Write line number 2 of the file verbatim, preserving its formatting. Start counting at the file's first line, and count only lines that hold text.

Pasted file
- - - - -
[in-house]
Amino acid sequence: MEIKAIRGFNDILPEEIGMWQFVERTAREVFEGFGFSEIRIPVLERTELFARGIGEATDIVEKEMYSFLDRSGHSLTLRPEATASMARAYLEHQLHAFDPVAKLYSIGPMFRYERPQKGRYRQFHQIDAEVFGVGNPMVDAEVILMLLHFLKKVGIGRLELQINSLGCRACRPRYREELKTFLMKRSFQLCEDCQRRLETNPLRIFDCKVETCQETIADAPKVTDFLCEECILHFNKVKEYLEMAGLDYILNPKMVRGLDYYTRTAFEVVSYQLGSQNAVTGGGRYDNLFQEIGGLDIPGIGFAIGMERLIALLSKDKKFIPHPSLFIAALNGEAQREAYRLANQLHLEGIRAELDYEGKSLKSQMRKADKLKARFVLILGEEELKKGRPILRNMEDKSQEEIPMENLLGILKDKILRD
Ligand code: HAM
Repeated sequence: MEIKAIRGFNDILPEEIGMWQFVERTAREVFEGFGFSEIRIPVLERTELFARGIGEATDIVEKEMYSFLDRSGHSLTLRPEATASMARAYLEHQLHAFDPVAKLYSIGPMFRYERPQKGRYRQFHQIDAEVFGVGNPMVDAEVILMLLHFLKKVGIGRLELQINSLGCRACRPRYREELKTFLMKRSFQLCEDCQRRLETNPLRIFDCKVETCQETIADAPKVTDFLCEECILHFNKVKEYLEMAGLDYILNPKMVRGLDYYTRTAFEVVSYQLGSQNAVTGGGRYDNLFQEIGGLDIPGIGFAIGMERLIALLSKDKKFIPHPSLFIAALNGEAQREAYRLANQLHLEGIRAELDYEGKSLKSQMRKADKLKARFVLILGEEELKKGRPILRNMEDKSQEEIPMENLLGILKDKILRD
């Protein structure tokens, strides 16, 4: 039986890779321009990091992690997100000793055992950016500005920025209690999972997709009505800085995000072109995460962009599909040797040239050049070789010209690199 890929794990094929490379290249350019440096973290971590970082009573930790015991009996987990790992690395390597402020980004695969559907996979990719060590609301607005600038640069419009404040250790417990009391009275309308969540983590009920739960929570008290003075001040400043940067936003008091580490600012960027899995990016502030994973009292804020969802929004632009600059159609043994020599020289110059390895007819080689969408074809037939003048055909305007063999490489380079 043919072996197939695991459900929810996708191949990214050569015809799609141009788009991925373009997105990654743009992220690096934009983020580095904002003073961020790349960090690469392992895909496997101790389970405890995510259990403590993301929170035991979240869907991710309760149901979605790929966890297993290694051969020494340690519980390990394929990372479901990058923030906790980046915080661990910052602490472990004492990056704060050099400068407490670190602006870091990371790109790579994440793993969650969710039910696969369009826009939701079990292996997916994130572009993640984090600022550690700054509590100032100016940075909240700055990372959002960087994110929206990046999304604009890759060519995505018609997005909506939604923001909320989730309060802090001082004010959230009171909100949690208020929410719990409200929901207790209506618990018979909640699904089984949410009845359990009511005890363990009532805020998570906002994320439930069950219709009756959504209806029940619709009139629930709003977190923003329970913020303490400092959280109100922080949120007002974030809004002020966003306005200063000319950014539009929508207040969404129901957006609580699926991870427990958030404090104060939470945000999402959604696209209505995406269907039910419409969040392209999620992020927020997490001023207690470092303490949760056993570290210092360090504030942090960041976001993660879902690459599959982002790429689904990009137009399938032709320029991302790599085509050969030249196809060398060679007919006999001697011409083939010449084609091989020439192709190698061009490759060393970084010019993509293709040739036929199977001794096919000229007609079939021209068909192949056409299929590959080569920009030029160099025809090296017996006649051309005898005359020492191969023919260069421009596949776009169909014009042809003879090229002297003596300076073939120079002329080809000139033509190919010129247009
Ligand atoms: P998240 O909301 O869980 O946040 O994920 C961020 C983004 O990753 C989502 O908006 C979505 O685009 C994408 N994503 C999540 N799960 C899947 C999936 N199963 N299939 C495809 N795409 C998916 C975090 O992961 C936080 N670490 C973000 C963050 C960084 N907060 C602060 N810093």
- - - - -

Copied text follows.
Amino acid sequence: MEIKAIRGFNDILPEEIGMWQFVERTAREVFEGFGFSEIRIPVLERTELFARGIGEATDIVEKEMYSFLDRSGHSLTLRPEATASMARAYLEHQLHAFDPVAKLYSIGPMFRYERPQKGRYRQFHQIDAEVFGVGNPMVDAEVILMLLHFLKKVGIGRLELQINSLGCRACRPRYREELKTFLMKRSFQLCEDCQRRLETNPLRIFDCKVETCQETIADAPKVTDFLCEECILHFNKVKEYLEMAGLDYILNPKMVRGLDYYTRTAFEVVSYQLGSQNAVTGGGRYDNLFQEIGGLDIPGIGFAIGMERLIALLSKDKKFIPHPSLFIAALNGEAQREAYRLANQLHLEGIRAELDYEGKSLKSQMRKADKLKARFVLILGEEELKKGRPILRNMEDKSQEEIPMENLLGILKDKILRD